Shocking

Shocking!

Giant Lamb shocks farmer

What is shocking?

For me it was reading reports in the local and national papers about our local hospital. Now then I know the hospital and many of the people who work in it. It’s ‘Our’ hospital. Like other people, when I go there I meet people I know amongst both staff and patients. It’s not some alien place staffed with people I’ve never seen before and will never see again.It’s a good hospital. Like a lot of other people round here, I’ve literally staked my life on that fact.

Yet to quote from the Guardian, “The investigation into deaths at Furness general hospital in Barrow between 2004 and 2013 found maternity services were beset by a culture of denial, collusion and incompetence.

 

Work inside the unit was found to be “seriously dysfunctional”, with poor levels of clinical competence, extremely poor working relationships and a determination among midwives to pursue normal childbirth “at any cost”.

 

The midwives at Furness general were so cavalier they became known as “the musketeers”.”

 

And this is where the problem arises. People start to believe in things. But they don’t believe in big things, they get fixated on details. So rather than midwives being determined to ensure that mother and child both come out of it alive after having the best possible experience, they get hung up on ‘normal childbirth.’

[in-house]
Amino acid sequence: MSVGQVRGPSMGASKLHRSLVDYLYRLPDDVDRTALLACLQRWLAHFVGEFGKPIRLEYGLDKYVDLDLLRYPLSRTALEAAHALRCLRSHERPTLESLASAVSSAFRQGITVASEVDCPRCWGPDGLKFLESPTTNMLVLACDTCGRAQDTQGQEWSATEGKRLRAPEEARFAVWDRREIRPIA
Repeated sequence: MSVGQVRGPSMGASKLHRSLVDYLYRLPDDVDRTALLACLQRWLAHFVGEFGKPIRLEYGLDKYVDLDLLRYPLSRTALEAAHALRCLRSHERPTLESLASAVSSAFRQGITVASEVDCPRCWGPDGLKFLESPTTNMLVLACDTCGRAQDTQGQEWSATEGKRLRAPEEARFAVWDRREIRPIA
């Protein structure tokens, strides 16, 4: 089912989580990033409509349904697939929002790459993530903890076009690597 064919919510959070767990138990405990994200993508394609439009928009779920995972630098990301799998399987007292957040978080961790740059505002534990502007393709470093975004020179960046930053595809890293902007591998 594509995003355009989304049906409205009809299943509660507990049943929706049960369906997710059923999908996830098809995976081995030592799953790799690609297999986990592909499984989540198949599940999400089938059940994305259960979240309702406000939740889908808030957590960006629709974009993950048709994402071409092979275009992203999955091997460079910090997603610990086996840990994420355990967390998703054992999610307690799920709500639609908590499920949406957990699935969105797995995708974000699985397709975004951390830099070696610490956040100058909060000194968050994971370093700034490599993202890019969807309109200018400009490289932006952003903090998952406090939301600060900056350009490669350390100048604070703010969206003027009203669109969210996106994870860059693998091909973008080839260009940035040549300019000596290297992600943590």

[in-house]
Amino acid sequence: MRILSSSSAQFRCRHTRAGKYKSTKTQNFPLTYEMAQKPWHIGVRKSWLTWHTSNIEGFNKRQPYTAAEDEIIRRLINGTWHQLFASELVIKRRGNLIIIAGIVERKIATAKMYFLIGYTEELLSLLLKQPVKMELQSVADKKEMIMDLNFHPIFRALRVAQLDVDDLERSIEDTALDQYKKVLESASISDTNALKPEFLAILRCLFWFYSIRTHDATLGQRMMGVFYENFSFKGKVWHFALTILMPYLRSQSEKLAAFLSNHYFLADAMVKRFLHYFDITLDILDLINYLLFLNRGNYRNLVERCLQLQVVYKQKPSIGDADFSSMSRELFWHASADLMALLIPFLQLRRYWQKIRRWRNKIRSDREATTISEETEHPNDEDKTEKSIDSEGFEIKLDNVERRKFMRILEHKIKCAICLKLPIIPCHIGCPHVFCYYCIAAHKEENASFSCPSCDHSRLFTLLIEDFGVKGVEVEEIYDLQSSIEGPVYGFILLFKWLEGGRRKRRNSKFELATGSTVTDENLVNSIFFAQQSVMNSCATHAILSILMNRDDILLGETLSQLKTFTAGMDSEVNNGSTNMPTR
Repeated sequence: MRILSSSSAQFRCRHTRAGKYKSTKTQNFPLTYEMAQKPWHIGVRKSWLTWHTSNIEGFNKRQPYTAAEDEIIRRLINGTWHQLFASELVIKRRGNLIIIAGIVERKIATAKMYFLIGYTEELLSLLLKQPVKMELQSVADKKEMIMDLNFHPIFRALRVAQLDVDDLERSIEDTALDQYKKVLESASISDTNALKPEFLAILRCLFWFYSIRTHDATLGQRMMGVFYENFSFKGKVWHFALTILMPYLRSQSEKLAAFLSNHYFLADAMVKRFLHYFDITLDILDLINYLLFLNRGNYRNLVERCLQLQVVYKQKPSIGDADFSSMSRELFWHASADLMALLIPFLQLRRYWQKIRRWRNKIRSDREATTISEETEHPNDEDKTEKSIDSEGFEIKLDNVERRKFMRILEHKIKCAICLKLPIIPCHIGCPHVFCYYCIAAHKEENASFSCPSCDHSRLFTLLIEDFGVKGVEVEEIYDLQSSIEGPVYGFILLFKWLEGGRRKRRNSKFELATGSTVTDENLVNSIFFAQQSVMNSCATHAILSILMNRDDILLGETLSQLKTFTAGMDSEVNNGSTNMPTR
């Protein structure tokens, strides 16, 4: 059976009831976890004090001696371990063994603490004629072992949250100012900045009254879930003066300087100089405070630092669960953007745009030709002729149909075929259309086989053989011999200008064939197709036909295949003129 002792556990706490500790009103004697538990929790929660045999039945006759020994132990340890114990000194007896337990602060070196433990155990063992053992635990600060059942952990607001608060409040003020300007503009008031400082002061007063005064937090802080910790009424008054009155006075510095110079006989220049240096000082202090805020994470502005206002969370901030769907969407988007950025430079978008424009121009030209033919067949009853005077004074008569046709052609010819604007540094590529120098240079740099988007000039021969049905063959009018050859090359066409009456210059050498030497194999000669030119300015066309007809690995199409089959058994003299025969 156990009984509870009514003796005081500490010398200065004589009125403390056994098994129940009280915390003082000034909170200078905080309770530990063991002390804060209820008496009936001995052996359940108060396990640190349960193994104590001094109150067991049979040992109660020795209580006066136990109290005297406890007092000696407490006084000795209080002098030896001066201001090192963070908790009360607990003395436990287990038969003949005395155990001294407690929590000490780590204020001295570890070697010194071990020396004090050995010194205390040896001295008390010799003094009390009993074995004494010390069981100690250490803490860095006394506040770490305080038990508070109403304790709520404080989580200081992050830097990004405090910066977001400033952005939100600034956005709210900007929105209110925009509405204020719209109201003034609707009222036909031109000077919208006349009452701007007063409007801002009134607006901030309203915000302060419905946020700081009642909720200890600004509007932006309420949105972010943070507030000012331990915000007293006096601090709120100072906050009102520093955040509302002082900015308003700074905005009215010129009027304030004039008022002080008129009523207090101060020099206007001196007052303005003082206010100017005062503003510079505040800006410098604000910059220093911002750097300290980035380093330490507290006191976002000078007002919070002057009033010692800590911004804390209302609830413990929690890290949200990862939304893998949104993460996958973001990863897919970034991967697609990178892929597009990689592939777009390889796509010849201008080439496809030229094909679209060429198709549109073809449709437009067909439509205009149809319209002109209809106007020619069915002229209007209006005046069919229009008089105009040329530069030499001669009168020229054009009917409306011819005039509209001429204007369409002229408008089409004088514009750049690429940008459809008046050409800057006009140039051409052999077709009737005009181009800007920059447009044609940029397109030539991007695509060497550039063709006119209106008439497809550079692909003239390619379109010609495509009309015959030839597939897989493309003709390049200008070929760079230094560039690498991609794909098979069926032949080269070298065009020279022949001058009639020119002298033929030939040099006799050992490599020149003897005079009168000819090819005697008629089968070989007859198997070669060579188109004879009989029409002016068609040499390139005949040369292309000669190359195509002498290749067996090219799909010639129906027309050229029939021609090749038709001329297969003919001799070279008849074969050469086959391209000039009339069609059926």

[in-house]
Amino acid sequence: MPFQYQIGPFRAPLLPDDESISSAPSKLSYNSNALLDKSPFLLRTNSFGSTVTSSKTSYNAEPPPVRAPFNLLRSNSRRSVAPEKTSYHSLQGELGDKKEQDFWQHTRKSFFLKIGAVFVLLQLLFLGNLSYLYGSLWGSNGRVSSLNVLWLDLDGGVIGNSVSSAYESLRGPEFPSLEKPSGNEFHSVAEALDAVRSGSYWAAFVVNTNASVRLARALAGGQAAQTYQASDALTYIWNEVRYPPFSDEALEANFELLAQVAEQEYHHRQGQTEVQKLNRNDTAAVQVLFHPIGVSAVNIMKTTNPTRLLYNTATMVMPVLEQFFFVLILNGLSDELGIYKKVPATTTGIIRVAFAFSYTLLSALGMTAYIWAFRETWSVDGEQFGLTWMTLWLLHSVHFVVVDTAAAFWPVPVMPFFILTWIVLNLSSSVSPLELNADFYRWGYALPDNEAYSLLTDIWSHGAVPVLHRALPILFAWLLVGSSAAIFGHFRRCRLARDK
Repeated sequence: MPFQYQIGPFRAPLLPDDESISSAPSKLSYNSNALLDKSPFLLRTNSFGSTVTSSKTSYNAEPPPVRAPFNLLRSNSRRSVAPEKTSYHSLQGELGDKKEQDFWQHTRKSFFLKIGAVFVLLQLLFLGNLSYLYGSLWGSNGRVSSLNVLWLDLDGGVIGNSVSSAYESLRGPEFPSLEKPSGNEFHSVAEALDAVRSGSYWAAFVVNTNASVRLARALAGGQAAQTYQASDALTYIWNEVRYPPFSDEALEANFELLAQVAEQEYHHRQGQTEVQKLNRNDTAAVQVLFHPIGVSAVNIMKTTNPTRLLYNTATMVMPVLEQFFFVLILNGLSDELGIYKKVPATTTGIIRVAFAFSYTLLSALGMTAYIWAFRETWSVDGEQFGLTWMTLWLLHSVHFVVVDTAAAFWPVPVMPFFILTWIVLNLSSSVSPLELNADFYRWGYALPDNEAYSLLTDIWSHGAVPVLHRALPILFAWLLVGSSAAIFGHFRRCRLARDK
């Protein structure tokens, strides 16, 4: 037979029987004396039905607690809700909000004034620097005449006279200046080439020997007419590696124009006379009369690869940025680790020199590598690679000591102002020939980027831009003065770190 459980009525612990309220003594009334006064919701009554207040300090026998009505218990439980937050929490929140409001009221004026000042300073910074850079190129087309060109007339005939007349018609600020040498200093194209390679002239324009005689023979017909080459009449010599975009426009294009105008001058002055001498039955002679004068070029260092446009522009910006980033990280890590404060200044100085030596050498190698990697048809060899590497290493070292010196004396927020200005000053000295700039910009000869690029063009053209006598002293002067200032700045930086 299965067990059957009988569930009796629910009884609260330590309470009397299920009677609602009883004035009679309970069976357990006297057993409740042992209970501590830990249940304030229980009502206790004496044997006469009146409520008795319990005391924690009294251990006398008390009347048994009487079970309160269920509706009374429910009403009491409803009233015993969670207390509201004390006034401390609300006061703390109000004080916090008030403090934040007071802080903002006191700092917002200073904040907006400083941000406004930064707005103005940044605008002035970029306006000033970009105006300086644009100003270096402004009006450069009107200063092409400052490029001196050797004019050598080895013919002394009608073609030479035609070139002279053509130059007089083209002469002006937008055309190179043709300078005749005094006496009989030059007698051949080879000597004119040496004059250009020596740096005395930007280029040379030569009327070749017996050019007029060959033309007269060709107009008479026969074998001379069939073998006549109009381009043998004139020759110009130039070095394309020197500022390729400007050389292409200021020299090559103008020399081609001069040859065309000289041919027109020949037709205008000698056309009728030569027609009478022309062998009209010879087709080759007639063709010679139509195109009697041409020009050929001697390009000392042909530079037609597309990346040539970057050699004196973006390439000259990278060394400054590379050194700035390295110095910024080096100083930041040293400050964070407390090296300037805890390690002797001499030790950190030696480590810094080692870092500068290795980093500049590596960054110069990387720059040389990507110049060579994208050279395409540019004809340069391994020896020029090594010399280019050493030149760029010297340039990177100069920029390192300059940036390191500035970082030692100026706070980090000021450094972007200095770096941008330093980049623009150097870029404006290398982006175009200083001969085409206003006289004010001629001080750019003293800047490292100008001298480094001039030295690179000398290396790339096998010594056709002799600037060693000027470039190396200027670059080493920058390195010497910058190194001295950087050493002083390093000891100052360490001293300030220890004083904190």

Look, I’m lambing at the moment; I know what ‘normal birth’ is. After over thirty years milking cows I’ve lost count of just how many calves I’ve helped bring into the world. I’m not a romantic.

If a woman wants to have her baby at home, and there are no sensible medical reasons why not, then fair enough. Both my grandmothers had five home births. But there will be cases where women could safely have a baby at home but would prefer not to, and there will be cases where they want to have the baby at home and it might not be wise. Pick your way through that one without offending anybody if you can.

A chap I know who’s in London married a lass who is Hong Kong Chinese. Their first baby was expected and the system sprang into life. First her mother (who is mainland Chinese) came to stay for several months. Next there was the first meeting with midwives and suchlike.

So the mother-to-be went, because she’d been invited. Her husband went because he felt he ought to, and her mother went because she’d done this however many times herself and wanted to know how other people tackled it.

The meeting was not a meeting of minds. Firstly the two ladies were not entirely sold on the idea of a father being present during the birth, in spite of the assumption by the medical staff that this is what would happen.

The other medical bits and pieces didn’t seem to upset either mother or daughter, until the midwife asked, “Would you like the baby to be born at home.”